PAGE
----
But the fact was, Northview was pulling out all the stops to keep in-person learning happening. 

A plea for subs went out to families in the district’s November newsletter:

“On Nov. 10, we had 20 teachers absent for COVID-related reasons. Paraprofessionals, administrators and student teachers are all stepping in to support classrooms while our certified staff Zoom in from their homes. All staff are working before and after school hours to leave themselves available for daytime classroom support. Our Director of Special Education and Deputy Superintendent are helping to cover administrative duties in school buildings when Principals are absent or in classrooms.”

Said Rayborn: “We really didn’t know what to expect” from the request. Like other districts, Northview’s sub pool is managed by EDUStaff. Applicants must have at least 60 college credits in any field, and must complete training.

The district itself does “very passive” advertising, Rayborn said, such as yard signs and online banner ads, “but this year we felt we needed to be more proactive. You just can’t predict what the impact of COVID is going to do to your teaching staff, how it will affect who is going to show up for work each day.”

The result of the newsletter plea: “phenomenal,” Rayborn said. “I was blown away by the amount of people who responded. It was so impressive to see the Northview community step up for students. We are beyond grateful to folks who answered that call.”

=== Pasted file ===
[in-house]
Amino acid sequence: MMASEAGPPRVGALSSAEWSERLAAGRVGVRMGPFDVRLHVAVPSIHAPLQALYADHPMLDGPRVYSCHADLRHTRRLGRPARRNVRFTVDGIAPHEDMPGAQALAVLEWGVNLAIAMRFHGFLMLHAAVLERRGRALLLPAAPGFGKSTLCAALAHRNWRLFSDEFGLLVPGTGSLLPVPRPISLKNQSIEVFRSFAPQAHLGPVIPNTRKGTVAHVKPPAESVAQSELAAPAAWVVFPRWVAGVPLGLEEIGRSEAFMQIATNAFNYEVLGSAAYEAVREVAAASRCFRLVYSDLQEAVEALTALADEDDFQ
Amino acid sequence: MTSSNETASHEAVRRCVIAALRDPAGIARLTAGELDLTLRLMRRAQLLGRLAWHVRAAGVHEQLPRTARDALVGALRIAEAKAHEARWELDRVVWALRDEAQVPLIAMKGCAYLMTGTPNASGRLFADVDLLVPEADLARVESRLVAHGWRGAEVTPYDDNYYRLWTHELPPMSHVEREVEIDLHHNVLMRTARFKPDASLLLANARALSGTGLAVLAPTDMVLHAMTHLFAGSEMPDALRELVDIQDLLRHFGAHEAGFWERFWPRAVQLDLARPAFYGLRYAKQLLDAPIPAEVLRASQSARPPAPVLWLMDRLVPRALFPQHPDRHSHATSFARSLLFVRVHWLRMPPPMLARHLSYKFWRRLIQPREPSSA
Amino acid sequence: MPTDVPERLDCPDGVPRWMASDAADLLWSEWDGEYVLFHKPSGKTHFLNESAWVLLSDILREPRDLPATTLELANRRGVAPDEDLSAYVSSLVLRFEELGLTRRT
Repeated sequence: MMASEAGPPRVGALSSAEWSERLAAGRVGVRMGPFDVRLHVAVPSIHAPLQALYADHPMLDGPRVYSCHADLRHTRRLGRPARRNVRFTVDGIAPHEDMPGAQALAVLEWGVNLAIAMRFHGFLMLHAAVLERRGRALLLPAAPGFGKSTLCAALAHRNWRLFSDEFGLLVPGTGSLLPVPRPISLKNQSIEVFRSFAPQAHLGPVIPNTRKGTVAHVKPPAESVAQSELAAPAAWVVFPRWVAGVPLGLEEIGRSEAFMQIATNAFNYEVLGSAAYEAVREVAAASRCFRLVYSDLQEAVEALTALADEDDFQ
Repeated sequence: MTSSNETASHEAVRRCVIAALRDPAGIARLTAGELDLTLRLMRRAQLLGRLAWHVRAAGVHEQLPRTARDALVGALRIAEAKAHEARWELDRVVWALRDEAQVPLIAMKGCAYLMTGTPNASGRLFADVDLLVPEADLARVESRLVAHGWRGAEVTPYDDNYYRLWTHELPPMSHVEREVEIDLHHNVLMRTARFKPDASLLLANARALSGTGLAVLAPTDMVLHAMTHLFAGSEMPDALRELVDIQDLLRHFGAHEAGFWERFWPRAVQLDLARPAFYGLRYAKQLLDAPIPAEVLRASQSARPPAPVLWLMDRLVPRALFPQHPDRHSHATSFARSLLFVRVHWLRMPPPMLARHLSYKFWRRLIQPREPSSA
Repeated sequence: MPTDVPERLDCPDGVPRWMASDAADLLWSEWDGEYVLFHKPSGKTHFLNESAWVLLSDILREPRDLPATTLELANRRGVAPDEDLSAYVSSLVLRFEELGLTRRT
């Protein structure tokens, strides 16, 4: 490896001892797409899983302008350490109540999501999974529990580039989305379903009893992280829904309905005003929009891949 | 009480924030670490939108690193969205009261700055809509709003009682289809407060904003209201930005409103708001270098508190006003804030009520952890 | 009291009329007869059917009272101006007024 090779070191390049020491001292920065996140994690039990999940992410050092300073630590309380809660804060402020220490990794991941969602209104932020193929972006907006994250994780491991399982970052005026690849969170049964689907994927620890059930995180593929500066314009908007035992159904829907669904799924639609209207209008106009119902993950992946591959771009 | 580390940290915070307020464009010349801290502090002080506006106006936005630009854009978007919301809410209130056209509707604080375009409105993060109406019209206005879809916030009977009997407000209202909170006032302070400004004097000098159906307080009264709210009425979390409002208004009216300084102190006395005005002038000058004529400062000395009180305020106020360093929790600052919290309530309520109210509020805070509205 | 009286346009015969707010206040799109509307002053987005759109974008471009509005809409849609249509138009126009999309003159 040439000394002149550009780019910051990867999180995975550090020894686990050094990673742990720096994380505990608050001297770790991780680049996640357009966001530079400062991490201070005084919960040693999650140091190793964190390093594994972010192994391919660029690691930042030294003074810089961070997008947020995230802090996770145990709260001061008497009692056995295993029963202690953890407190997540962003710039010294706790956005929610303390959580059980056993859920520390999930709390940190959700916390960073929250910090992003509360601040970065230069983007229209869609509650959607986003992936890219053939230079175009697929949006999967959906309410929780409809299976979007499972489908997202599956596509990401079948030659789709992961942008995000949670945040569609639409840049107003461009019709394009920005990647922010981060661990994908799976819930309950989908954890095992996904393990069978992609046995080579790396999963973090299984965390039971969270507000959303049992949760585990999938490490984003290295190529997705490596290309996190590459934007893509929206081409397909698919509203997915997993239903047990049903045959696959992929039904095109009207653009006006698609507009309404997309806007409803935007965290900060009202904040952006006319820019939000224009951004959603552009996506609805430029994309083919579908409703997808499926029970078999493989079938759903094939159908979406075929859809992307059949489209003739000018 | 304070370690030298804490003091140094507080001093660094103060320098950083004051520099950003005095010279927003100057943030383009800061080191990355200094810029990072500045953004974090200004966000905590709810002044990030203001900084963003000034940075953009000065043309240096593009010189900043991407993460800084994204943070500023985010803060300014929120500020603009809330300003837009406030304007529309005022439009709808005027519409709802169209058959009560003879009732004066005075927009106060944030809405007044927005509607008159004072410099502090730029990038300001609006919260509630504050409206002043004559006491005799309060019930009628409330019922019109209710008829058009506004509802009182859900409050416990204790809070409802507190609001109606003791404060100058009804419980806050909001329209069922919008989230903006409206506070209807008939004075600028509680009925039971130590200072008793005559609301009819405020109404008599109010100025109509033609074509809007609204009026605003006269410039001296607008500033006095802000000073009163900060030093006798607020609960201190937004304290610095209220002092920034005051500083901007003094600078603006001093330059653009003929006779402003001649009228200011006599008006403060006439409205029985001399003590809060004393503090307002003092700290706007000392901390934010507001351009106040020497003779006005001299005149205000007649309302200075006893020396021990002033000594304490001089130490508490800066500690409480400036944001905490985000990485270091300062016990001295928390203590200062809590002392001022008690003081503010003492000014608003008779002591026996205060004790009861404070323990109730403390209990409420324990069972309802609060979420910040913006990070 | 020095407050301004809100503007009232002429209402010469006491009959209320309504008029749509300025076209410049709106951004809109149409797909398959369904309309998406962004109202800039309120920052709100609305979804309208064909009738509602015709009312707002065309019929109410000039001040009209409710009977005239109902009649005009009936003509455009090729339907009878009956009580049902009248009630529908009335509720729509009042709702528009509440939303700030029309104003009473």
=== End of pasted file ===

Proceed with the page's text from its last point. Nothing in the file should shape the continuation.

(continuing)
Of the dozen people who attended a sub signing event in late November,  eight — including Bryant — are now subbing in district buildings.

They include recent college graduates with teaching certificates, stay-at-home mothers with students in the district, business owners with flexible schedules … “It really is across the board, which I think is awesome,” Rayborn said. “It’s a diverse group of people.”

And while Northview isn’t planning another substitute teacher signing event, “I wouldn’t hesitate to do it again,” said Rayborn, who encourages anyone interested in subbing to apply through EDUStaff. 

Community members attend a sub signing event in November (courtesy)

Lesson Plans, Reps, Poignant Moments

Some tips from Bryant for those interested in becoming a substitute teacher: